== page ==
The unemployment rate has greatly increased
since the onset of the latest recession in December 2007, when it measured
5.0%. The rate peaked at 10.1% in October 2009, four months after the recession’s
official end in June 2009. Almost three years into recovery, the unemployment
rate remains high at about 8.0%. As a result, policymakers continue to be
concerned about how to spur economic growth and create jobs.
Over the past few years, Congress has used fiscal policy and the Federal
Reserve Board (Fed) has used monetary policy to put the economy on a path
toward the level of demand for goods and services that preceded the
2007-2009 recession. Firms typically react to recessions by laying off workers,
and the deeper the downturn in the business cycle, the greater the rise in
unemployment that results. Expansionary fiscal and monetary policies
commonly have been relied on to remedy what is known as cyclical
The unemployment rate has not been as responsive as had been hoped to the
countercyclical measures undertaken by Congress and the Fed in the past
few years. Consequently, some have suggested that an increase in another
type of unemployment—referred to as structural unemployment—has accounted
for much of the rise in the unemployment rate since 2007.
Structural unemployment develops for different reasons than cyclical
unemployment. Structural unemployment results when jobseekers do not move
quickly into vacant jobs. Obstacles that lengthen the spell of
unemployment (i.e., prolong the period of job search) include mismatches between
the skills or locations of jobless workers and the skills or locations of
available jobs. Another impediment is the composition of the unemployed,
such as more workers whose connection to their former employers is
permanently severed (i.e., fewer workers likely to be recalled from
layoffs once business revives at their former employers). A third factor that
may contribute to long-term unemployment is known as labor market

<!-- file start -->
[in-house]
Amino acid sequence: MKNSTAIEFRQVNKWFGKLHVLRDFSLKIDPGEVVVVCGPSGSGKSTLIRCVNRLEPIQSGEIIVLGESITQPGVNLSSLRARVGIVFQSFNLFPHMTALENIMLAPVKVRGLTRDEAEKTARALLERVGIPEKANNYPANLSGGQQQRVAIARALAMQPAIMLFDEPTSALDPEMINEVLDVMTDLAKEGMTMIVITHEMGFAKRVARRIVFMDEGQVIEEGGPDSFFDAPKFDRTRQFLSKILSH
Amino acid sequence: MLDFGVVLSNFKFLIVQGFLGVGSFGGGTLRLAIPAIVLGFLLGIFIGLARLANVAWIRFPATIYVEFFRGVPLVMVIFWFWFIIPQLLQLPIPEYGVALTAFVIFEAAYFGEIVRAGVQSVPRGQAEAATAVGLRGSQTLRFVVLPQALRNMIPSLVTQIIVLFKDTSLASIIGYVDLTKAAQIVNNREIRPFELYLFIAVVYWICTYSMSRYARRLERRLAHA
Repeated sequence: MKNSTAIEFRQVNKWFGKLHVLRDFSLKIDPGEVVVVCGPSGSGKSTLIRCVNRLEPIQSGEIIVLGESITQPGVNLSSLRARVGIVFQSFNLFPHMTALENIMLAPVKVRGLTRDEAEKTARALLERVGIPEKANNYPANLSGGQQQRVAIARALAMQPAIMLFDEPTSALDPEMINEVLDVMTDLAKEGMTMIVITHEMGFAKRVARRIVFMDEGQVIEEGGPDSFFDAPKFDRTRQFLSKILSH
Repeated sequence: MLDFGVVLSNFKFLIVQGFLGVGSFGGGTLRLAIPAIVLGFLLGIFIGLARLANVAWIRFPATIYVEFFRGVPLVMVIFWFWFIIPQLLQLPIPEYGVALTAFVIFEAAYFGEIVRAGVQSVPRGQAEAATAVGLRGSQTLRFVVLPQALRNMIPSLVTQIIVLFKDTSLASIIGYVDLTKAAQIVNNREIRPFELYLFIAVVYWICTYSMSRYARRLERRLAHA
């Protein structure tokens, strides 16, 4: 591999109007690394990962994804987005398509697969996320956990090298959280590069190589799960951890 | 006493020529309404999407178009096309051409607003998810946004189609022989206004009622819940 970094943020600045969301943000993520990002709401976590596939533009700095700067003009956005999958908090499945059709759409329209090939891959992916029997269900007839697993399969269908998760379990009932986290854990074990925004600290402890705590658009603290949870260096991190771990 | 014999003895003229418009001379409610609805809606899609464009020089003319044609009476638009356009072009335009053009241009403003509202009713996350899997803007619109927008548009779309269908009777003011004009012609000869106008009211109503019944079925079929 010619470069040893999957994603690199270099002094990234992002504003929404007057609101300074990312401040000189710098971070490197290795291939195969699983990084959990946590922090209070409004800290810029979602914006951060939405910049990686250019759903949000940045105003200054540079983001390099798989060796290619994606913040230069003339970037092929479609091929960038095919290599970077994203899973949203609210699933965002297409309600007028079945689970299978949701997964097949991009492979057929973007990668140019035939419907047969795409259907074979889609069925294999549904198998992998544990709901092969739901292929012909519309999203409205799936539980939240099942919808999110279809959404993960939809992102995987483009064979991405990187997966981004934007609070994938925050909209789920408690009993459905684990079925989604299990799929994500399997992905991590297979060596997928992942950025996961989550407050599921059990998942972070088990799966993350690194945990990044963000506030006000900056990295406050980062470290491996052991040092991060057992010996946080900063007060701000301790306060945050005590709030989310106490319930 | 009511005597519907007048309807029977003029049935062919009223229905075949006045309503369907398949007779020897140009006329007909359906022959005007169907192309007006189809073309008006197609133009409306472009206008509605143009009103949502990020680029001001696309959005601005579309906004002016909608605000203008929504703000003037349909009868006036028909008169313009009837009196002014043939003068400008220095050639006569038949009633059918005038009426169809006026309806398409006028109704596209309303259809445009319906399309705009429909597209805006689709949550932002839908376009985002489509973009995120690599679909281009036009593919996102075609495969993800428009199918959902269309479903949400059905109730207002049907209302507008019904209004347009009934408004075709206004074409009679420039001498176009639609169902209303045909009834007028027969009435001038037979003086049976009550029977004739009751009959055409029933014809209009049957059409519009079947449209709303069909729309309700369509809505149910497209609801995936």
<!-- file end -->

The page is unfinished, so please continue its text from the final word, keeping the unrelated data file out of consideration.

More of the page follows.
institutions, such as unemployment benefit programs.
The measures enacted by Congress have chiefly focused on alleviating cyclical
rather than structural unemployment. To the extent that skill mismatch or
the Emergency Unemployment Compensation (EUC) program has contributed to
the still-high unemployment rate, Members may consider promoting the
education and training of workers who lost jobs in such hard-hit industries
as home building and allowing the EUC program to lapse as scheduled in early
2013. To the extent that the increase in unemployment is the result of the
slow pace of economic growth, policymakers may consider additional
This report assesses the relative magnitudes of cyclical and structural unemployment
as they are thought to respond to different policy measures. An analysis
of changes since 2007 in a variety of labor market indicators across
industries and areas finds patterns that strongly suggest most of the increase
in the U.S. unemployment rate is cyclical (i.e., due to depressed aggregate
demand). Empirical studies suggest that, although structural unemployment
has increased, it accounts for a minority of the rise in the unemployment
rate in recent years: perhaps between 20% and 35%, or 1.0-1.75 percentage
points out of 5 percentage points.
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